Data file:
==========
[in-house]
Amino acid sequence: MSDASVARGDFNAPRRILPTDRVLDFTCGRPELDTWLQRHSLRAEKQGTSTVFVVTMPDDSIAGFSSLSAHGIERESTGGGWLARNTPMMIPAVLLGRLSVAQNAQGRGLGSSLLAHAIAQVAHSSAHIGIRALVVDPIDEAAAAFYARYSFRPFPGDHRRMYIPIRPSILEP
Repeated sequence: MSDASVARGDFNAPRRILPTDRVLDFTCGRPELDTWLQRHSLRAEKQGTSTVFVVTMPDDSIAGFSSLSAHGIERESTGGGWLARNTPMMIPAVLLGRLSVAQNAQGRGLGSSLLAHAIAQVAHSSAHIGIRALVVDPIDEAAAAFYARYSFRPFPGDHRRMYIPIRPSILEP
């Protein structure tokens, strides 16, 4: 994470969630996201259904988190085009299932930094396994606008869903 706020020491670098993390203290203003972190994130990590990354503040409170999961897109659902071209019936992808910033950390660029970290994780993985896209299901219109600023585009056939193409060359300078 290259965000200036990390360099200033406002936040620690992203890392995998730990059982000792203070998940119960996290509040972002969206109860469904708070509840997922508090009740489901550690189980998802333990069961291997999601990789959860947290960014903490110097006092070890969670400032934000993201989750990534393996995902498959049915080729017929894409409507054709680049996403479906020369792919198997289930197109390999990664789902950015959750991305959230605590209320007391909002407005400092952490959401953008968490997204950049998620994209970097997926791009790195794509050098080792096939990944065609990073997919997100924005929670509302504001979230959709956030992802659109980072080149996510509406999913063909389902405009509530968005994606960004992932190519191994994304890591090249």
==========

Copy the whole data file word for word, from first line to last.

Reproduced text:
[in-house]
Amino acid sequence: MSDASVARGDFNAPRRILPTDRVLDFTCGRPELDTWLQRHSLRAEKQGTSTVFVVTMPDDSIAGFSSLSAHGIERESTGGGWLARNTPMMIPAVLLGRLSVAQNAQGRGLGSSLLAHAIAQVAHSSAHIGIRALVVDPIDEAAAAFYARYSFRPFPGDHRRMYIPIRPSILEP
Repeated sequence: MSDASVARGDFNAPRRILPTDRVLDFTCGRPELDTWLQRHSLRAEKQGTSTVFVVTMPDDSIAGFSSLSAHGIERESTGGGWLARNTPMMIPAVLLGRLSVAQNAQGRGLGSSLLAHAIAQVAHSSAHIGIRALVVDPIDEAAAAFYARYSFRPFPGDHRRMYIPIRPSILEP
């Protein structure tokens, strides 16, 4: 994470969630996201259904988190085009299932930094396994606008869903 706020020491670098993390203290203003972190994130990590990354503040409170999961897109659902071209019936992808910033950390660029970290994780993985896209299901219109600023585009056939193409060359300078 290259965000200036990390360099200033406002936040620690992203890392995998730990059982000792203070998940119960996290509040972002969206109860469904708070509840997922508090009740489901550690189980998802333990069961291997999601990789959860947290960014903490110097006092070890969670400032934000993201989750990534393996995902498959049915080729017929894409409507054709680049996403479906020369792919198997289930197109390999990664789902950015959750991305959230605590209320007391909002407005400092952490959401953008968490997204950049998620994209970097997926791009790195794509050098080792096939990944065609990073997919997100924005929670509302504001979230959709956030992802659109980072080149996510509406999913063909389902405009509530968005994606960004992932190519191994994304890591090249």